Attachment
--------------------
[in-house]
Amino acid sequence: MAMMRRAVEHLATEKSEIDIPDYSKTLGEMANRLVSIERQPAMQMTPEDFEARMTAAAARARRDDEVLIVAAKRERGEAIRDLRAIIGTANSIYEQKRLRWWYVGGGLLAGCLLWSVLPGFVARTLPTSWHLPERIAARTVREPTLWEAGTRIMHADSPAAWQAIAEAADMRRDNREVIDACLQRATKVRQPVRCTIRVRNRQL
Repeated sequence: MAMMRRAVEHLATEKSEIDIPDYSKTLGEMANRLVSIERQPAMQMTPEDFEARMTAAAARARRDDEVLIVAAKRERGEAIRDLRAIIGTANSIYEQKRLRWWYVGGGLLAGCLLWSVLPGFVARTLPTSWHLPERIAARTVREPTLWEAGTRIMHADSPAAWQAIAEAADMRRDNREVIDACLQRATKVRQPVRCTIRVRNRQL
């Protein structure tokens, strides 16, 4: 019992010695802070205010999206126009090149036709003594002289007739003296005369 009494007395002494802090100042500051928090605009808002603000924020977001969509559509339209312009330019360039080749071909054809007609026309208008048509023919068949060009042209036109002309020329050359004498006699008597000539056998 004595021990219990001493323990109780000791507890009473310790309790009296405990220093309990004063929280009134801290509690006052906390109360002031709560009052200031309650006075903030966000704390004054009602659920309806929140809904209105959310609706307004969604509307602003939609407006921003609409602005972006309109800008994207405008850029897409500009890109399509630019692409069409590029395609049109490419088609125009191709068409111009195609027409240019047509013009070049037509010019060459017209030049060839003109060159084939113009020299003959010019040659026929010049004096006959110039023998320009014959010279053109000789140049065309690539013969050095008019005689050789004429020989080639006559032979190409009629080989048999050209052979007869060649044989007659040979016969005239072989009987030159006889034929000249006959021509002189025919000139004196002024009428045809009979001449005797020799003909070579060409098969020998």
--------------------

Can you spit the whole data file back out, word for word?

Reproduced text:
[in-house]
Amino acid sequence: MAMMRRAVEHLATEKSEIDIPDYSKTLGEMANRLVSIERQPAMQMTPEDFEARMTAAAARARRDDEVLIVAAKRERGEAIRDLRAIIGTANSIYEQKRLRWWYVGGGLLAGCLLWSVLPGFVARTLPTSWHLPERIAARTVREPTLWEAGTRIMHADSPAAWQAIAEAADMRRDNREVIDACLQRATKVRQPVRCTIRVRNRQL
Repeated sequence: MAMMRRAVEHLATEKSEIDIPDYSKTLGEMANRLVSIERQPAMQMTPEDFEARMTAAAARARRDDEVLIVAAKRERGEAIRDLRAIIGTANSIYEQKRLRWWYVGGGLLAGCLLWSVLPGFVARTLPTSWHLPERIAARTVREPTLWEAGTRIMHADSPAAWQAIAEAADMRRDNREVIDACLQRATKVRQPVRCTIRVRNRQL
């Protein structure tokens, strides 16, 4: 019992010695802070205010999206126009090149036709003594002289007739003296005369 009494007395002494802090100042500051928090605009808002603000924020977001969509559509339209312009330019360039080749071909054809007609026309208008048509023919068949060009042209036109002309020329050359004498006699008597000539056998 004595021990219990001493323990109780000791507890009473310790309790009296405990220093309990004063929280009134801290509690006052906390109360002031709560009052200031309650006075903030966000704390004054009602659920309806929140809904209105959310609706307004969604509307602003939609407006921003609409602005972006309109800008994207405008850029897409500009890109399509630019692409069409590029395609049109490419088609125009191709068409111009195609027409240019047509013009070049037509010019060459017209030049060839003109060159084939113009020299003959010019040659026929010049004096006959110039023998320009014959010279053109000789140049065309690539013969050095008019005689050789004429020989080639006559032979190409009629080989048999050209052979007869060649044989007659040979016969005239072989009987030159006889034929000249006959021509002189025919000139004196002024009428045809009979001449005797020799003909070579060409098969020998």